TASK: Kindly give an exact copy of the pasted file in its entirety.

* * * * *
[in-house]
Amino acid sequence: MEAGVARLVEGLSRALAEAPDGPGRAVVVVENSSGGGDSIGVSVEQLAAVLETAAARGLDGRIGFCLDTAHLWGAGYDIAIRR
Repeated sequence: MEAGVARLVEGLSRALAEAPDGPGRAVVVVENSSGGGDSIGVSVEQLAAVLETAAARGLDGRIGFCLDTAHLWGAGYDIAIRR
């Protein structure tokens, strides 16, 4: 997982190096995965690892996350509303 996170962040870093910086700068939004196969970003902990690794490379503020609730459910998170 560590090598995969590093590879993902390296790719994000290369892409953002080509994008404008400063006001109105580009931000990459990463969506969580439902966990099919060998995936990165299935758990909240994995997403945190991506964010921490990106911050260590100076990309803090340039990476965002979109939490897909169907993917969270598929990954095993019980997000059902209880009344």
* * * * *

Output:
[in-house]
Amino acid sequence: MEAGVARLVEGLSRALAEAPDGPGRAVVVVENSSGGGDSIGVSVEQLAAVLETAAARGLDGRIGFCLDTAHLWGAGYDIAIRR
Repeated sequence: MEAGVARLVEGLSRALAEAPDGPGRAVVVVENSSGGGDSIGVSVEQLAAVLETAAARGLDGRIGFCLDTAHLWGAGYDIAIRR
């Protein structure tokens, strides 16, 4: 997982190096995965690892996350509303 996170962040870093910086700068939004196969970003902990690794490379503020609730459910998170 560590090598995969590093590879993902390296790719994000290369892409953002080509994008404008400063006001109105580009931000990459990463969506969580439902966990099919060998995936990165299935758990909240994995997403945190991506964010921490990106911050260590100076990309803090340039990476965002979109939490897909169907993917969270598929990954095993019980997000059902209880009344």